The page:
Rectal distension inhibits postprandial small intestinal motor activity partially via the adrenergic pathway in dogs

Huibin Qi, Doug Brining, Jiande D.Z. Chen

Research output: Contribution to journalArticlepeer-review

Abstract

Objective. Rectal distension is known to induce numerous upper gastrointestinal symptoms. The aim of this study was to investigate the effects and mechanisms of rectal distension on small intestinal myoelectrical and motor activities in 8 dogs using a pair of intestinal electrodes and an intestinal fistula. Material and methods. Experiment 1 entailed a 30-min baseline recording and a 30-min recording during rectal balloon distension at various volumes (60, 80, 100 and 120 ml) randomly. Experiment 2 comprised three sessions, each including a 30-min baseline recording, a 20-min recording after intravenous infusion of saline, phentolamine (3 mg/kg) or propranolol (3 mg/kg), respectively, and another 30-min recording during rectal balloon distending. Results. 1) Rectal distension resulted in reduced intestinal motility in a dose-dependent manner (r=0.68, p<0.001). 2) The reduction in intestinal motility was significantly diminished when infusions of phentolamine (2.7±1.0 versus 8.4±1.5, p<0.01) or propranolol (3.7±1.4 versus 8.4±1.5, p<0.05) were given, suggesting partial involvement of the alpha- and beta-adrenergic pathways. 3) Rectal distension did not affect the percentage of normal 17-22 cycles/min intestinal slow waves (97.5±2.5 versus 93.0±5.3, p>0.05), or their dominant frequency (17.2±1.2 counts per minute (cpm) versus 17.7±1.0 cpm, p>0.05), or dominant power (-4.8±2.5 versus -8.2±2.9 dB, p>0.05). Conclusions. Rectal distension inhibits postprandial small intestinal motor activity in a distension volume-dependent manner in dogs, and this inhibitory effect is at least partially mediated via the alpha and beta adrenergic pathways and does not involve any alterations in intestinal slow waves.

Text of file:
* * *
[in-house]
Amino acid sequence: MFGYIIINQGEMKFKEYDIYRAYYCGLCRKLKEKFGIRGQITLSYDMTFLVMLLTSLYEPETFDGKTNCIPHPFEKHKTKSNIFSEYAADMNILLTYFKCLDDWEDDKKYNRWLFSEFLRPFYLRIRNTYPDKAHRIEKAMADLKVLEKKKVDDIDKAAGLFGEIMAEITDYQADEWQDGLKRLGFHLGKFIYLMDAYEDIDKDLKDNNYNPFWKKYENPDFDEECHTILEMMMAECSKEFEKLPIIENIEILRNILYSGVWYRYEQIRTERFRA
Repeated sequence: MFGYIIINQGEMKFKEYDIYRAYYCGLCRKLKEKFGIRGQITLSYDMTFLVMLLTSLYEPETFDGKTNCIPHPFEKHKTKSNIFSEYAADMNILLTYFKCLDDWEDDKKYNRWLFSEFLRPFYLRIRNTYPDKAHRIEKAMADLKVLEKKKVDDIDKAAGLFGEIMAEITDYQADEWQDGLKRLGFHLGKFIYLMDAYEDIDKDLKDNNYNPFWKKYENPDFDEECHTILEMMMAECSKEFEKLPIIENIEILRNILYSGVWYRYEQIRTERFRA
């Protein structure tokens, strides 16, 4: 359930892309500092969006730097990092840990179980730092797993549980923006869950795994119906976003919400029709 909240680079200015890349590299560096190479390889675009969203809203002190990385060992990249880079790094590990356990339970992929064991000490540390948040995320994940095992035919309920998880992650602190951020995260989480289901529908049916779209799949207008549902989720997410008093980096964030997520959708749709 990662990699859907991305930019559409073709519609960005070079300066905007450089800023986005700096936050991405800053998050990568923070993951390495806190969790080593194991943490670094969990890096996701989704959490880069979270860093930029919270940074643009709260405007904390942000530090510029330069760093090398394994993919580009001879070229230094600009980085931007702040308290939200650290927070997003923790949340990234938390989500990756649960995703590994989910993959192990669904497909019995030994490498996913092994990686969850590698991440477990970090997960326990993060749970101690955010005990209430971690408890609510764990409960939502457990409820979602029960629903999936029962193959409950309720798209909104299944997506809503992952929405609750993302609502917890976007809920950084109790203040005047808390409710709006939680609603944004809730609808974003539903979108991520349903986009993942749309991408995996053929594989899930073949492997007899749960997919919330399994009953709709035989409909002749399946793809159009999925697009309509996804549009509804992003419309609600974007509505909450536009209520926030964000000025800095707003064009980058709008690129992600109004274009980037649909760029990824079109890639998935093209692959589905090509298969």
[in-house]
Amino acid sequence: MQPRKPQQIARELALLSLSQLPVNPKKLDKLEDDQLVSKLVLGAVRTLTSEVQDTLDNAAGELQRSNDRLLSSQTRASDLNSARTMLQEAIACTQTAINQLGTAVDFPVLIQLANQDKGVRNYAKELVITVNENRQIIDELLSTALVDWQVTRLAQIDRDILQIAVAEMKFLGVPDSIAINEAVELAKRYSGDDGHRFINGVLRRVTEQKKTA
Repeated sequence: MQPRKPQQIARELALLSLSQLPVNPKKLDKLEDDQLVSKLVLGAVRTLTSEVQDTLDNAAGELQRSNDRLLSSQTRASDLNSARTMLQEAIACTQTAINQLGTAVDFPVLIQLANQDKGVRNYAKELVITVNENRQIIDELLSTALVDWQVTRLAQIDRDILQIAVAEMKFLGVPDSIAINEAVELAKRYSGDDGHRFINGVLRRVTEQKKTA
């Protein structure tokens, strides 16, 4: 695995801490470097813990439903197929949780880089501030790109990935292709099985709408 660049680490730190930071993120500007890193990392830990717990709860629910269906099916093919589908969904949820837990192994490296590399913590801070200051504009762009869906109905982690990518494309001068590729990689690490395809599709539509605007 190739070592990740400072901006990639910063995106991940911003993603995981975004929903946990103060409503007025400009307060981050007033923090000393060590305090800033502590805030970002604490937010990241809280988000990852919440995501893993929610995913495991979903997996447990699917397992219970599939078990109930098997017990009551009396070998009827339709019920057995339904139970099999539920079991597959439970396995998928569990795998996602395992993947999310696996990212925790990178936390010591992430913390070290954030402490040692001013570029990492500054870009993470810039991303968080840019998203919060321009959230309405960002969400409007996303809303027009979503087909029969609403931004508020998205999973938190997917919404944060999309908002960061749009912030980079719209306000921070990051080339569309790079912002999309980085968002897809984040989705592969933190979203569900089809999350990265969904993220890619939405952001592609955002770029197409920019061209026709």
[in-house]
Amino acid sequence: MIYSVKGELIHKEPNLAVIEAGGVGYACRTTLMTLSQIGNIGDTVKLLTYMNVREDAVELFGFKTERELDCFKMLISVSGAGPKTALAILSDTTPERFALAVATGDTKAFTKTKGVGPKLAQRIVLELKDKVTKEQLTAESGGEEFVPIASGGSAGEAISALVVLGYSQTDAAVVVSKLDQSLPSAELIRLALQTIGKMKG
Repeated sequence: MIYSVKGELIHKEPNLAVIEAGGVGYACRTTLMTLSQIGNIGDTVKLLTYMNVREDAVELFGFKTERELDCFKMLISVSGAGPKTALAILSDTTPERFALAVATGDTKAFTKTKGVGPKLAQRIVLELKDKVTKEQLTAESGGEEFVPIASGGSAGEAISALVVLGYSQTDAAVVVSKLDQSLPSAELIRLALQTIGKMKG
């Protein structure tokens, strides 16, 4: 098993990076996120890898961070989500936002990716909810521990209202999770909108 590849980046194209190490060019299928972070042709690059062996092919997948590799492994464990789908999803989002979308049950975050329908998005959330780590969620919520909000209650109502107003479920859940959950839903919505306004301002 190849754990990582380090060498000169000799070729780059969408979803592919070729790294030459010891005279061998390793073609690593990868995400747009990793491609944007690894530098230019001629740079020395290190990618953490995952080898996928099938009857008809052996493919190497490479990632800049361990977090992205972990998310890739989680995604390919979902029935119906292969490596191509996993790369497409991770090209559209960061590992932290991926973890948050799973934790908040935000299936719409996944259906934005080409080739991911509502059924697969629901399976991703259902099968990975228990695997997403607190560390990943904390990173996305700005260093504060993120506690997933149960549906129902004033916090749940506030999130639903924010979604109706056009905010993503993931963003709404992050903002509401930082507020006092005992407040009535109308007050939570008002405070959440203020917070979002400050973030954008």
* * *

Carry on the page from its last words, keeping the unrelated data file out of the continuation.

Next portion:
Original languageEnglish (US)
Pages (from-to)807-813
Number of pages7
JournalScandinavian Journal of Gastroenterology
Volume42
Issue number7
DOIs
StatePublished - Jun 15 2007
Externally publishedYes

Keywords

  • Adrenergic pathway
  • Gastrointestinal motility
  • Rectal distension
  • Slow waves

ASJC Scopus subject areas

  • Gastroenterology

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